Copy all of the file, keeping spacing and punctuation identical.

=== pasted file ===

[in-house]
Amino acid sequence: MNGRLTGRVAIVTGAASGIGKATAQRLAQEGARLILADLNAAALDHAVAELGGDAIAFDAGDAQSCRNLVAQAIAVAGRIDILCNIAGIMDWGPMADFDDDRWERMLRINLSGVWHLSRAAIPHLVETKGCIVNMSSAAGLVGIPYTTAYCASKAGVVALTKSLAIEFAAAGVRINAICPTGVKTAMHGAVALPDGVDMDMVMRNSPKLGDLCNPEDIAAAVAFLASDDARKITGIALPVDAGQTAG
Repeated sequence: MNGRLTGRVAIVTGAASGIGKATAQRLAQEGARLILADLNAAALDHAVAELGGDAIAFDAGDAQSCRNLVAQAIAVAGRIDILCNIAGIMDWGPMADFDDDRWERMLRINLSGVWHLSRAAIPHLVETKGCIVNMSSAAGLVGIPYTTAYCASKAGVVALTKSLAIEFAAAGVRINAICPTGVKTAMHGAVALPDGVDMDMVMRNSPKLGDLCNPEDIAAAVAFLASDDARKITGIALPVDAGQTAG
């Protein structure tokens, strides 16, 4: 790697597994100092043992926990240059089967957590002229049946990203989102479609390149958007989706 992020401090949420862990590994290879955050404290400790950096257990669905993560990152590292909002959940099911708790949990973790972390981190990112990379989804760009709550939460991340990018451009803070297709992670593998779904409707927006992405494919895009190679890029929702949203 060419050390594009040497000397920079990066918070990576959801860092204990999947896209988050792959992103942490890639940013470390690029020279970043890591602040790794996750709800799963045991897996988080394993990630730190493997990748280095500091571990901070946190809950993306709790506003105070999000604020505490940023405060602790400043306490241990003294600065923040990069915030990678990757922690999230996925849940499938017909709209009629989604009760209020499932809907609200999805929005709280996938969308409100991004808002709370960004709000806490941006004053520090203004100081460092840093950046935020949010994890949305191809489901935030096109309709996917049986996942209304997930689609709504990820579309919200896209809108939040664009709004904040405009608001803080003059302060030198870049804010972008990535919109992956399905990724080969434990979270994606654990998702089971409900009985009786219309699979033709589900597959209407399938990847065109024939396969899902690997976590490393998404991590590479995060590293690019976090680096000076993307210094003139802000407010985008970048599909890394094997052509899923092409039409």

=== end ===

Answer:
[in-house]
Amino acid sequence: MNGRLTGRVAIVTGAASGIGKATAQRLAQEGARLILADLNAAALDHAVAELGGDAIAFDAGDAQSCRNLVAQAIAVAGRIDILCNIAGIMDWGPMADFDDDRWERMLRINLSGVWHLSRAAIPHLVETKGCIVNMSSAAGLVGIPYTTAYCASKAGVVALTKSLAIEFAAAGVRINAICPTGVKTAMHGAVALPDGVDMDMVMRNSPKLGDLCNPEDIAAAVAFLASDDARKITGIALPVDAGQTAG
Repeated sequence: MNGRLTGRVAIVTGAASGIGKATAQRLAQEGARLILADLNAAALDHAVAELGGDAIAFDAGDAQSCRNLVAQAIAVAGRIDILCNIAGIMDWGPMADFDDDRWERMLRINLSGVWHLSRAAIPHLVETKGCIVNMSSAAGLVGIPYTTAYCASKAGVVALTKSLAIEFAAAGVRINAICPTGVKTAMHGAVALPDGVDMDMVMRNSPKLGDLCNPEDIAAAVAFLASDDARKITGIALPVDAGQTAG
């Protein structure tokens, strides 16, 4: 790697597994100092043992926990240059089967957590002229049946990203989102479609390149958007989706 992020401090949420862990590994290879955050404290400790950096257990669905993560990152590292909002959940099911708790949990973790972390981190990112990379989804760009709550939460991340990018451009803070297709992670593998779904409707927006992405494919895009190679890029929702949203 060419050390594009040497000397920079990066918070990576959801860092204990999947896209988050792959992103942490890639940013470390690029020279970043890591602040790794996750709800799963045991897996988080394993990630730190493997990748280095500091571990901070946190809950993306709790506003105070999000604020505490940023405060602790400043306490241990003294600065923040990069915030990678990757922690999230996925849940499938017909709209009629989604009760209020499932809907609200999805929005709280996938969308409100991004808002709370960004709000806490941006004053520090203004100081460092840093950046935020949010994890949305191809489901935030096109309709996917049986996942209304997930689609709504990820579309919200896209809108939040664009709004904040405009608001803080003059302060030198870049804010972008990535919109992956399905990724080969434990979270994606654990998702089971409900009985009786219309699979033709589900597959209407399938990847065109024939396969899902690997976590490393998404991590590479995060590293690019976090680096000076993307210094003139802000407010985008970048599909890394094997052509899923092409039409």